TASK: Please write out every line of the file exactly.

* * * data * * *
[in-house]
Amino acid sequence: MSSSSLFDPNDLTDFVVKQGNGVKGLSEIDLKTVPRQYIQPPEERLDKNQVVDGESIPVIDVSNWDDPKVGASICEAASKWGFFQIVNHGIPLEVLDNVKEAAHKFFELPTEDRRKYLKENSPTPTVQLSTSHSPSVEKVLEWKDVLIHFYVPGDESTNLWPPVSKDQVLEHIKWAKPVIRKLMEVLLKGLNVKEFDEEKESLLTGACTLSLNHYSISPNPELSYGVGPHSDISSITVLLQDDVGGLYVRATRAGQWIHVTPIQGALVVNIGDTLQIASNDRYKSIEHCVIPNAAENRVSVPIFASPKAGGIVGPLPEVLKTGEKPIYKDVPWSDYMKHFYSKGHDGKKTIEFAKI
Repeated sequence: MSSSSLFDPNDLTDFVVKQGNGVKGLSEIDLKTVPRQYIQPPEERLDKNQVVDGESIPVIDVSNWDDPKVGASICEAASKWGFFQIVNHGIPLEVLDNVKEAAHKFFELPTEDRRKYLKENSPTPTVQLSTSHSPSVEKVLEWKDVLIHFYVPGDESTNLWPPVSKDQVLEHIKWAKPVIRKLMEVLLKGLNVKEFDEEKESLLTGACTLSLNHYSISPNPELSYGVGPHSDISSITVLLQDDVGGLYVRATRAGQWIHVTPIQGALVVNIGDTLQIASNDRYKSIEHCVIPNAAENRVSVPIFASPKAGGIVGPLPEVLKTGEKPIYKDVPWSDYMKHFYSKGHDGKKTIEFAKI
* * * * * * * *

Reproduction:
[in-house]
Amino acid sequence: MSSSSLFDPNDLTDFVVKQGNGVKGLSEIDLKTVPRQYIQPPEERLDKNQVVDGESIPVIDVSNWDDPKVGASICEAASKWGFFQIVNHGIPLEVLDNVKEAAHKFFELPTEDRRKYLKENSPTPTVQLSTSHSPSVEKVLEWKDVLIHFYVPGDESTNLWPPVSKDQVLEHIKWAKPVIRKLMEVLLKGLNVKEFDEEKESLLTGACTLSLNHYSISPNPELSYGVGPHSDISSITVLLQDDVGGLYVRATRAGQWIHVTPIQGALVVNIGDTLQIASNDRYKSIEHCVIPNAAENRVSVPIFASPKAGGIVGPLPEVLKTGEKPIYKDVPWSDYMKHFYSKGHDGKKTIEFAKI
Repeated sequence: MSSSSLFDPNDLTDFVVKQGNGVKGLSEIDLKTVPRQYIQPPEERLDKNQVVDGESIPVIDVSNWDDPKVGASICEAASKWGFFQIVNHGIPLEVLDNVKEAAHKFFELPTEDRRKYLKENSPTPTVQLSTSHSPSVEKVLEWKDVLIHFYVPGDESTNLWPPVSKDQVLEHIKWAKPVIRKLMEVLLKGLNVKEFDEEKESLLTGACTLSLNHYSISPNPELSYGVGPHSDISSITVLLQDDVGGLYVRATRAGQWIHVTPIQGALVVNIGDTLQIASNDRYKSIEHCVIPNAAENRVSVPIFASPKAGGIVGPLPEVLKTGEKPIYKDVPWSDYMKHFYSKGHDGKKTIEFAKI